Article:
MPs are calling for clear workplace policies to protect women going through the menopause, which figures suggest take a personal and professional toll on one in four females.
The MPs said a menopause policy should be as commonplace as maternity schemes in businesses and organisations.
According to the Guardian, women’s careers have been ruined by symptoms such as anxiety, confusion and loss of confidence. Some have faced disciplinary action and many have been forced to take time off, while others have sold their homes so they can afford to work part-time or stop working altogether.
Labour MP Carolyn Harris said: “You wouldn’t dream of having a workplace where people weren’t entitled to certain things because they were pregnant, and it’s exactly the same for women with the menopause. I firmly believe there should be legislation to make sure every workplace has a menopause policy, just like they have a maternity policy.”
Conservative MP Rachel Maclean wants women to be able to have time off or change shift patterns or conditions of work when they need relief from symptoms.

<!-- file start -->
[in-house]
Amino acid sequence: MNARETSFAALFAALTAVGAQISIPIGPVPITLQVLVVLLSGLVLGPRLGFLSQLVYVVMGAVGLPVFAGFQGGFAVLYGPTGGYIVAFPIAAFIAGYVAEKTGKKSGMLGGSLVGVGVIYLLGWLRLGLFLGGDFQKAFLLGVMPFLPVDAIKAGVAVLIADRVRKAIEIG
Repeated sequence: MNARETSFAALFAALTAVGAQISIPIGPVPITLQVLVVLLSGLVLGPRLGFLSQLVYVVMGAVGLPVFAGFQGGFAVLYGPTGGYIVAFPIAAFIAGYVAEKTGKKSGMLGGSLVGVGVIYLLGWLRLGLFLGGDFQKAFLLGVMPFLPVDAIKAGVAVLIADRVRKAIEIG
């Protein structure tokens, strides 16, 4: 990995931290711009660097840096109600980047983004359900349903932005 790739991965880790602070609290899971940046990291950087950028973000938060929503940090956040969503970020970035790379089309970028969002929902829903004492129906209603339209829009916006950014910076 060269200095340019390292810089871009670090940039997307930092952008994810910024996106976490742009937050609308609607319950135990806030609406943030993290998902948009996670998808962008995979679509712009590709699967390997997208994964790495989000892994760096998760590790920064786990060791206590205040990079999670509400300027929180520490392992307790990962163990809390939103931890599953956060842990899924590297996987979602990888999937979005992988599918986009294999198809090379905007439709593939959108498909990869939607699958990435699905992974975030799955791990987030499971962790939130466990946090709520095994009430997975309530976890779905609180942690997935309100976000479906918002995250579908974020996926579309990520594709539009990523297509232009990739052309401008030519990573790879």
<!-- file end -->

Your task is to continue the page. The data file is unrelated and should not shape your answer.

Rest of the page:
“I absolutely agree that employers need to do more. It’s not well understood,” Maclean said.
About 80% of women experience some symptoms of the menopause, brought about when ovulation stops as a result of hormone levels dropping. One in four have severe symptoms, including anxiety and depression, which can lead to them being diagnosed with mental health problems and put on drugs.
Amanda Griffiths, a professor of occupational health psychology at the University of Nottingham, said there needs to be an atmosphere at work where people could talk about health.
Two separate surveys of women going through the menopause and perimenopause – the time leading up to when ovulation stops – found they were struggling in work and felt unsupported by managers.
In one survey of more than 1,100 women, undertaken by the menopause clinic Newson Health, 94% said they felt their work had suffered as a result of their symptoms, and 53% said their colleagues had noticed a deterioration in their performance.
Just over half had taken time off sick, and one in 10 had missed more than eight weeks of work.